HSCT For MS: Good or Bad? Effective or Not? Earlier, we posted about a British mom who underwent stem cell MS treatment in Mexico and whose condition improved after her treatment procedure. Specifically, her treatment is called haematopoietic stem-cell transplantation or HSCT.
It is also sometimes referred to as autologous haematopoietic stem-cell transplantation or AHSCT.
So what happens if a patient goes for an HSCT treatment? The MS Society (mssociety.org.uk) gives us some details on the process that he/she will undergo:
- Collection or ‘harvesting’ of stem cells from the bone marrow or blood of the person receiving treatment
- Freezing of the harvested stem cells until they are required. In some trials, the stem cells are purified before freezing.
- Administration of chemotherapy to wipe out an individual’s white blood cells
- Infusion of the thawed stem cells to help ‘reset’ the immune system
So is HSCT for MS effective or not? Well, we usually read anecdotal stories of people with MS who get well after their stem cell treatments. Now, we very well know that anecdotes do not a science make but there seems to be an emerging consensus in the medical community that HSCT for MS could and does work.
For instance, a literature review on HSCT for MS by Maha M. Bakhuraysah, Christopher Siatskas, and Steven Petratos arrived at the following conclusion: “HSCT is a plausible treatment paradigm for MS patients. However, auto-HSCT is considered to be a sledgehammer approach for treating MS patients, one that will be astoundingly effective when used on appropriately selected patients. The reasons for this promising therapy’s success are its lower toxicity and its ability to replace the immune system.”
The review adds: “The future of HSCT trials should discover novel therapeutic strategies that prevent ongoing neurodegeneration and demyelination in progressive MS. The trial designs should consider the reproducibility of HSCs with sufficient yield and purity, select MS patients with active inflammatory disease, and use appropriate conditioning agents.”
Meanwhile, Harold L. Atkins and Mark S. Freedman had this to say after looking at studies and reports on patients with MS who underwent HSCT treatments: “HSCT, when used to treat patients with aggressive highly active multiple sclerosis, can reduce or eliminate ongoing clinical relapses, halt further progression, and reduce the burden of disability in some patients, in the absence of chronic treatment with disease-modifying agents.”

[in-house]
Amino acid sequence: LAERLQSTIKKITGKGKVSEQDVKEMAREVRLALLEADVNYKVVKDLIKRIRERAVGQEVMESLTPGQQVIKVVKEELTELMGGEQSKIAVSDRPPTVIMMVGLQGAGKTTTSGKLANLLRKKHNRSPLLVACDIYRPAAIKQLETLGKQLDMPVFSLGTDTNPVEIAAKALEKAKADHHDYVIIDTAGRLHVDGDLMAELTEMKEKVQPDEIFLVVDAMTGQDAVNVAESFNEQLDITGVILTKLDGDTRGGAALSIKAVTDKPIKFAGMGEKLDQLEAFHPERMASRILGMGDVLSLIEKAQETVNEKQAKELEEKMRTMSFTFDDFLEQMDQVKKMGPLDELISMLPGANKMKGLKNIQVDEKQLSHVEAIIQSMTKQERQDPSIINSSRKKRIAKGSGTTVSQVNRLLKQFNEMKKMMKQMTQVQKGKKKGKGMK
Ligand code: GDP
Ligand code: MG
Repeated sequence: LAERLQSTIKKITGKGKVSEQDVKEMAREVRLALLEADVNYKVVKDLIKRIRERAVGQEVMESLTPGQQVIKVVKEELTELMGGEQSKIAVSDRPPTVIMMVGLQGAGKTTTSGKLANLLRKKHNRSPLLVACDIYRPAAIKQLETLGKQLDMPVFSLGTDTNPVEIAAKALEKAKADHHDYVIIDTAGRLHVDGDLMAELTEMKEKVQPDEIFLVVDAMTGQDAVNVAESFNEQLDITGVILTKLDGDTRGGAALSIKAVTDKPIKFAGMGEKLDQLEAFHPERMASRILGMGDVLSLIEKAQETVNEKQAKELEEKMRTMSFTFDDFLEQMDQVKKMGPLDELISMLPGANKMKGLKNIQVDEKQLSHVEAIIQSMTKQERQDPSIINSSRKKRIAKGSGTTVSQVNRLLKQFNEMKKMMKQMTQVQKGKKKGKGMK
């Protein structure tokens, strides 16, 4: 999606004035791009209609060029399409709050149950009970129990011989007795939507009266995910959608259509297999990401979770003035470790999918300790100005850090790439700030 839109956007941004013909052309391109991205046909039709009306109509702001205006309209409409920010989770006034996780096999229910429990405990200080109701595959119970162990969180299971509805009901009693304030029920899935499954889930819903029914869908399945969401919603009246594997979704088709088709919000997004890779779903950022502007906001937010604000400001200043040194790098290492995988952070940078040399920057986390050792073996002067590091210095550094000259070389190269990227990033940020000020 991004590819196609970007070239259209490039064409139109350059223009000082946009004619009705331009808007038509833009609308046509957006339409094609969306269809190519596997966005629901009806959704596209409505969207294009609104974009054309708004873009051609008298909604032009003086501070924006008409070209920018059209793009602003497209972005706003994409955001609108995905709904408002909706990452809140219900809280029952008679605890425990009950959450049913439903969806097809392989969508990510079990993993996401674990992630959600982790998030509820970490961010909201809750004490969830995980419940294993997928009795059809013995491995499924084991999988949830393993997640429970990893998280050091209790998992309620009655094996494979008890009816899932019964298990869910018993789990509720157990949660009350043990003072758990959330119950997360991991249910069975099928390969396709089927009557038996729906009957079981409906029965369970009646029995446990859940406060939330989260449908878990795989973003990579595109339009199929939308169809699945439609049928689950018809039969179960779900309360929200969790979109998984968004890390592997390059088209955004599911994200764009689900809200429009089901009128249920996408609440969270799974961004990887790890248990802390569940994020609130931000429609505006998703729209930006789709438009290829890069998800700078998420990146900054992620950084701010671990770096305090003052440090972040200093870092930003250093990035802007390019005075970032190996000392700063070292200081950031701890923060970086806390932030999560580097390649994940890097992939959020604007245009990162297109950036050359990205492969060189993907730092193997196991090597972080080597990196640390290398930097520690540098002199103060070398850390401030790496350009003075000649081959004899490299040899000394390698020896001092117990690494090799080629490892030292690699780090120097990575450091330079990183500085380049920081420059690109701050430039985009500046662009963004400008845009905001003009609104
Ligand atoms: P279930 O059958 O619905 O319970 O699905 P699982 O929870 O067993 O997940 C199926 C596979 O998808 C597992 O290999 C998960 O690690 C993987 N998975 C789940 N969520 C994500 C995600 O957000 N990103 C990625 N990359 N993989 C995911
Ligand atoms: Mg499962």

The two believe that patients can benefit from HSCT: “When the overall worldwide experience is viewed together, HSCT appears most beneficial for patients with highly active MS who are progressing and who are refractory to conventional MS therapies. HSCT can be performed with acceptable treatment-related morbidity and little mortality. Selected subpopulations, such as those patients with malignant MS, may benefit even more substantially from HSCT.”
Want more proof that HSCT for MS could work? Well, here’s a specific study — published on the medical journal The Lancet — involving 24 patients which confirms that it does work (via eurekaalert):
A new use of chemotherapy followed by autologous haematopoietic stem cell transplantation (aHSCT) has fully halted clinical relapses and development of new brain lesions in 23 of 24 patients with multiple sclerosis (MS) for a prolonged period without the need for ongoing medication, according to a new phase 2 clinical trial, published in The Lancet. Eight of the 23 patients had a sustained improvement in their disability 7.5 years after treatment. This is the first treatment to produce this level of disease control or neurological recovery from MS, but treatment related risks limit its widespread use.
However, it is worth noting that one of the patients who underwent HSCT for MS treatments died “from hepatic necrosis and sepsis caused by the chemotherapy.”
A few years down the road, we hope there will be a clearer picture on how HSCT can best benefit people with MS.
HSCT For MS: Effective or Not? Good or Bad? Posted 28 December 2016.